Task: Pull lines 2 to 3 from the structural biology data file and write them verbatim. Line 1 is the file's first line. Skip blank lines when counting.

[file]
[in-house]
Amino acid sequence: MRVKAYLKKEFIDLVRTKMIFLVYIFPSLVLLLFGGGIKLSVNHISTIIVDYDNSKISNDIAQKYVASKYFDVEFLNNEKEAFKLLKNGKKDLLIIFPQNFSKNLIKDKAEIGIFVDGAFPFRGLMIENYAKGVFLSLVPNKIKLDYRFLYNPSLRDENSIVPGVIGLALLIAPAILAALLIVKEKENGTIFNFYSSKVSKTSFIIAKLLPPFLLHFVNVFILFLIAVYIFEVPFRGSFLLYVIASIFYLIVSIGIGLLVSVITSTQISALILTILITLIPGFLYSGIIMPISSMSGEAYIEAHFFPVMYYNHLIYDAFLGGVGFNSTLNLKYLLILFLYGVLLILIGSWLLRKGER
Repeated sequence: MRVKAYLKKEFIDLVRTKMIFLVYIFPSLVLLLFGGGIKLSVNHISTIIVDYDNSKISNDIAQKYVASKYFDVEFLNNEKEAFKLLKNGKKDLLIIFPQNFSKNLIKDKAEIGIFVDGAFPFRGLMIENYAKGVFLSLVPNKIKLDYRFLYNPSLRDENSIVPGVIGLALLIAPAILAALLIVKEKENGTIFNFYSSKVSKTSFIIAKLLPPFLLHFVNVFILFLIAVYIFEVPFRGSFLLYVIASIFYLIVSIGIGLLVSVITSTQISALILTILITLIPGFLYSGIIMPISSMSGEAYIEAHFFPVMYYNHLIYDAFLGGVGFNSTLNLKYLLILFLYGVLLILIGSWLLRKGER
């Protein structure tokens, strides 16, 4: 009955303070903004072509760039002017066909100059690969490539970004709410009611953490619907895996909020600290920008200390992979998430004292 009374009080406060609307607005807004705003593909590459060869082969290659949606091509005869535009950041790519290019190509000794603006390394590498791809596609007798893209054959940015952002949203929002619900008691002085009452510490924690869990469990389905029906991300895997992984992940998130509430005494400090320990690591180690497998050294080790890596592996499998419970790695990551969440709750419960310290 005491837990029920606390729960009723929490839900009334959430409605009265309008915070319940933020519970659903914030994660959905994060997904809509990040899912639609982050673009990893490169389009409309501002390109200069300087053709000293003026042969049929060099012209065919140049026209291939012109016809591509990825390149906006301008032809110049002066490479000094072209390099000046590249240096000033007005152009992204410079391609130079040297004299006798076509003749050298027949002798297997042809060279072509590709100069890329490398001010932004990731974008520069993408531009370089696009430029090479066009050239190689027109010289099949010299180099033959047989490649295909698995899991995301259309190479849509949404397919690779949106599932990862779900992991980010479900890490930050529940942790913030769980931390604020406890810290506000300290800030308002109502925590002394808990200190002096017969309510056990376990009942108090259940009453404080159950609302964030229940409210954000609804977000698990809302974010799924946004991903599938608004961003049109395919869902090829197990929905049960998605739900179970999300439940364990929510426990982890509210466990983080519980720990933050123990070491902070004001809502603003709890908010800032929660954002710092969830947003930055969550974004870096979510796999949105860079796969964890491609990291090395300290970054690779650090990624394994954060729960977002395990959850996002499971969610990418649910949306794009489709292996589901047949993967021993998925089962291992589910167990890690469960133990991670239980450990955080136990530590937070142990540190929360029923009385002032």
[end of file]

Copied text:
Amino acid sequence: MRVKAYLKKEFIDLVRTKMIFLVYIFPSLVLLLFGGGIKLSVNHISTIIVDYDNSKISNDIAQKYVASKYFDVEFLNNEKEAFKLLKNGKKDLLIIFPQNFSKNLIKDKAEIGIFVDGAFPFRGLMIENYAKGVFLSLVPNKIKLDYRFLYNPSLRDENSIVPGVIGLALLIAPAILAALLIVKEKENGTIFNFYSSKVSKTSFIIAKLLPPFLLHFVNVFILFLIAVYIFEVPFRGSFLLYVIASIFYLIVSIGIGLLVSVITSTQISALILTILITLIPGFLYSGIIMPISSMSGEAYIEAHFFPVMYYNHLIYDAFLGGVGFNSTLNLKYLLILFLYGVLLILIGSWLLRKGER
Repeated sequence: MRVKAYLKKEFIDLVRTKMIFLVYIFPSLVLLLFGGGIKLSVNHISTIIVDYDNSKISNDIAQKYVASKYFDVEFLNNEKEAFKLLKNGKKDLLIIFPQNFSKNLIKDKAEIGIFVDGAFPFRGLMIENYAKGVFLSLVPNKIKLDYRFLYNPSLRDENSIVPGVIGLALLIAPAILAALLIVKEKENGTIFNFYSSKVSKTSFIIAKLLPPFLLHFVNVFILFLIAVYIFEVPFRGSFLLYVIASIFYLIVSIGIGLLVSVITSTQISALILTILITLIPGFLYSGIIMPISSMSGEAYIEAHFFPVMYYNHLIYDAFLGGVGFNSTLNLKYLLILFLYGVLLILIGSWLLRKGER